a genus of American plants with more than 300 different species. The fiber from
the leaves of some agave species is used to make textiles.
the archaeological term used to describe the people who lived between the eighth- and fourteenth-centuries in the four corners region, where Arizona, New Mexico, Colorado, and Utah meet. Also known as
a collective term for several distinct societies of American Indians who speak
related languages and live in several areas of the U.S. Southwest and the southern Plains.
a loom on which the warp yarn is stretched between a stationary object and the body of the weaver, usually attached to a belt that goes around
the waist. The weaver controls the tension by leaning backwards.
archaeological term used to describe the people who lived before the second century AD in the four corners region, where Arizona, New Mexico, Colorado, and Utah meet.
a loom on which the warp yarn is stretched between two horizontal sticks attached to an "A"-shaped frame,
similar in construction to an easel, for weaving narrow textiles.
a way of making a textile without a loom. Yarns going in the same direction are crossed over and under other yarns in their paths. Also called interlacing.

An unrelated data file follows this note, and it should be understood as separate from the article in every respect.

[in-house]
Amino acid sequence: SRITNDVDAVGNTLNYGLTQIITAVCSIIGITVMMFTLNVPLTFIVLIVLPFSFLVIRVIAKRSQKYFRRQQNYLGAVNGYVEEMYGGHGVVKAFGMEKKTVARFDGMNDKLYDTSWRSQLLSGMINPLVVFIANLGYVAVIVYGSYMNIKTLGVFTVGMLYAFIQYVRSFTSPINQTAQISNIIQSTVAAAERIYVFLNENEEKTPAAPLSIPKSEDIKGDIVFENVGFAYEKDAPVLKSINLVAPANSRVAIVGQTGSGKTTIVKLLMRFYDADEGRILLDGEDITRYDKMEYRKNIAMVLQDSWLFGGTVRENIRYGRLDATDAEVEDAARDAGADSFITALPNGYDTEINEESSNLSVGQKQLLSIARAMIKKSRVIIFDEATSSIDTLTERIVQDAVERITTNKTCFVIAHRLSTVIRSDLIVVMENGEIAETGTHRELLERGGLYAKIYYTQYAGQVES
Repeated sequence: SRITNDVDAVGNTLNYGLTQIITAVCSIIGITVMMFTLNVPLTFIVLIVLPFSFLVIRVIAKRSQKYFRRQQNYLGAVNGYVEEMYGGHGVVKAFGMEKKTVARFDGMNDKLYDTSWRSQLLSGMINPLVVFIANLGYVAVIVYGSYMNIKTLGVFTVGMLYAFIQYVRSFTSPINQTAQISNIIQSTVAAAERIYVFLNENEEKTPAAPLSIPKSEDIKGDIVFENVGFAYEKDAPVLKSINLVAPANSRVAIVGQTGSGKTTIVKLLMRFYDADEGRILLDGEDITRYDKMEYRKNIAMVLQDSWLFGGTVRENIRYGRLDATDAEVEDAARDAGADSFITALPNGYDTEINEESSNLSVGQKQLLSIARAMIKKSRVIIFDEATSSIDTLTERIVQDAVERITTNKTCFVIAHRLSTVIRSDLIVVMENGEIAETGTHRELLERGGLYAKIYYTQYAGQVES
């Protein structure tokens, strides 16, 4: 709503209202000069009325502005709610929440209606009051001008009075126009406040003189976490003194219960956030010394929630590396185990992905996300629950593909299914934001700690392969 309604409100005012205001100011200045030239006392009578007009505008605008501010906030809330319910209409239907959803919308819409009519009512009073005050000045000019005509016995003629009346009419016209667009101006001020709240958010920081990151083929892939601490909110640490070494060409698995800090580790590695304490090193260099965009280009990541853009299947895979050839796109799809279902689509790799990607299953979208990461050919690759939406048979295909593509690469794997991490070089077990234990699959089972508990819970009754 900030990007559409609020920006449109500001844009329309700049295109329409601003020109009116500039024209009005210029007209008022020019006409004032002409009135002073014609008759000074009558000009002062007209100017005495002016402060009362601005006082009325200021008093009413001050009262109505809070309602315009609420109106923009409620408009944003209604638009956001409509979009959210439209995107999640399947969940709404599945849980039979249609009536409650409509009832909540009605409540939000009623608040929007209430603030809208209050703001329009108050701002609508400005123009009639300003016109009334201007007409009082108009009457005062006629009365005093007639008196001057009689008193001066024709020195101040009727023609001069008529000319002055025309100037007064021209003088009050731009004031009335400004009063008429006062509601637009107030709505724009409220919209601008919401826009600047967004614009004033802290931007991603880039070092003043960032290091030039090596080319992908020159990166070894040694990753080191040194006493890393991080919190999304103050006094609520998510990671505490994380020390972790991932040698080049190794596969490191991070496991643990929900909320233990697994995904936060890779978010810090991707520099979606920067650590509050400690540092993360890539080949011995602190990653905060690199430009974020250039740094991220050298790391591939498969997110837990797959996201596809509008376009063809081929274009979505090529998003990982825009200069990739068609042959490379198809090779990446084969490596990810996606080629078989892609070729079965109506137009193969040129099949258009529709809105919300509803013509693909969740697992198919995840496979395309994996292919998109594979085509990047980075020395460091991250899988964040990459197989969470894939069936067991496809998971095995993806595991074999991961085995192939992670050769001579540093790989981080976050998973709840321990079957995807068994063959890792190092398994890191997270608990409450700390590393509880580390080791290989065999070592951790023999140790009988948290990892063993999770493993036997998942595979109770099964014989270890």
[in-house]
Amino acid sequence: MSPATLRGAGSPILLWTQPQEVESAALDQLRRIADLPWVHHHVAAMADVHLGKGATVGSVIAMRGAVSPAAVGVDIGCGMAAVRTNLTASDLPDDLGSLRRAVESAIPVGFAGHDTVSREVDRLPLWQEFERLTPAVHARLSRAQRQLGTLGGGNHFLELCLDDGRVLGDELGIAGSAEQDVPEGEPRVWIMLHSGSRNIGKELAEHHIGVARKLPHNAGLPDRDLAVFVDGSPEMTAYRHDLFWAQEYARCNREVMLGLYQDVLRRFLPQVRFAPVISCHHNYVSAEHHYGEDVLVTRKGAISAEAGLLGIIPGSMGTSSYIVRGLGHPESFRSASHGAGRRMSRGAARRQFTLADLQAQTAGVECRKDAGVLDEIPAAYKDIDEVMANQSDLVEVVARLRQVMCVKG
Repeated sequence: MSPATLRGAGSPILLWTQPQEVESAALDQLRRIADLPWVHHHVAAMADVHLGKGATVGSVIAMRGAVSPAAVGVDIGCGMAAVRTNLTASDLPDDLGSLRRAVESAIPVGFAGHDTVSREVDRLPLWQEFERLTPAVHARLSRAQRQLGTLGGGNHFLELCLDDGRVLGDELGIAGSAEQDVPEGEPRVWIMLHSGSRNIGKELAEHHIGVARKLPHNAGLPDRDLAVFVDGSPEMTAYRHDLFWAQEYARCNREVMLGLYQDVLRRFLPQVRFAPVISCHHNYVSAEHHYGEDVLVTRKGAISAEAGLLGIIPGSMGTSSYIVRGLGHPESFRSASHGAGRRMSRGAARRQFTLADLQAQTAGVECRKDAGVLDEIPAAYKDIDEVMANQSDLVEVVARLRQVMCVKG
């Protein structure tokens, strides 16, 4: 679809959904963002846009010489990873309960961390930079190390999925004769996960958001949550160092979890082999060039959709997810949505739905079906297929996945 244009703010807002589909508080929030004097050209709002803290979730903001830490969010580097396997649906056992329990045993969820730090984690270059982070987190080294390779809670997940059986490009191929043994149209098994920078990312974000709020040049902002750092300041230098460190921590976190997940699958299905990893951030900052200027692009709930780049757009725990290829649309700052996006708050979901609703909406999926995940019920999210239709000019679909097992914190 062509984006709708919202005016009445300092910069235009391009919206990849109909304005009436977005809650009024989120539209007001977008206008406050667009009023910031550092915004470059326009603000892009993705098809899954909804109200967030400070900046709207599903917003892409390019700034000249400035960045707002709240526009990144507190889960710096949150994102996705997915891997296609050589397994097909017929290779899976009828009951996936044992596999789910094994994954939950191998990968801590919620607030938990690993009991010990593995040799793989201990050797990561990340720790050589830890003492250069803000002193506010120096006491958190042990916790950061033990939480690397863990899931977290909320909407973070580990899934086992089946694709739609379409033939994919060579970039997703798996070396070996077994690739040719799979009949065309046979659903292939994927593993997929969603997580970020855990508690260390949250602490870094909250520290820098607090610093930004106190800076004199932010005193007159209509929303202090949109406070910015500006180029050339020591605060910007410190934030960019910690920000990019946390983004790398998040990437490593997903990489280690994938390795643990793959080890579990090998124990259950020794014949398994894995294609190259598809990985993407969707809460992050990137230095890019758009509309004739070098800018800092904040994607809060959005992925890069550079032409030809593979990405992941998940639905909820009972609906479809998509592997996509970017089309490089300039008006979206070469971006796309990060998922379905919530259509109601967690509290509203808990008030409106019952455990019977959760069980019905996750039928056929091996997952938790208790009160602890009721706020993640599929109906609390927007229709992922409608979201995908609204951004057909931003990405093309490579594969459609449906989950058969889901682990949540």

a weaving style associated with Chimayó and nearby northern New Mexican
Hispanic communities. It is characterized by striped bands framing a central motif.
Spanish for "blanket." The term is used more specifically in reference
to Mayo textiles to distinguish simple blankets from more elaborate ones, called
a technique in which the same design is produced on both sides of a textile but in reverse colors.
decorated by ornamental needlework.
a decorative border of hanging yarns.
pertaining to or having origins in Spain. The word Hispanic (or Hispanics) also refers to
the descendants of Spanish people who migrated to the Americas.
American Indians living in northern Arizona. Their name for themselves
also is Hopi.
a loom on which the warp yarns are stretched across bars horizontal to the
a hand-dyeing process in which the yarns are dyed with a pattern before the weaving begins. The term comes from the Malaysian word "mengikat" meaning to tie or bind.
Sections of the yarn are bound or covered with a substance that prevents
penetration of the dye. The term also refers to the finished fabric designed in this way.
a technique used to make textiles without a loom in which threads are passed
alternately over one another. Also called braiding.
pertaining to or having origins in the religion of Islam.
a textile, typically coarse with twill and check designs, used for such things
as covering floors and wrapping bundles.
a technique used to make textiles without looms. Yarn is knotted together, as in
a fishing net.
a mechanical device used to hold warp yarn in place so that weft yarn can be woven through at right angles.
American Indians living in the coastal and foothills area in the Mexican states of Sonora and
Their name for themselves is Yoreme.
American Indians who live along the lower Colorado River, where the states of
Arizona, Nevada, and California meet. Their name for themselves is Pipa Aha
Muslims who invaded the Iberian peninsula from North Africa in AD 711 and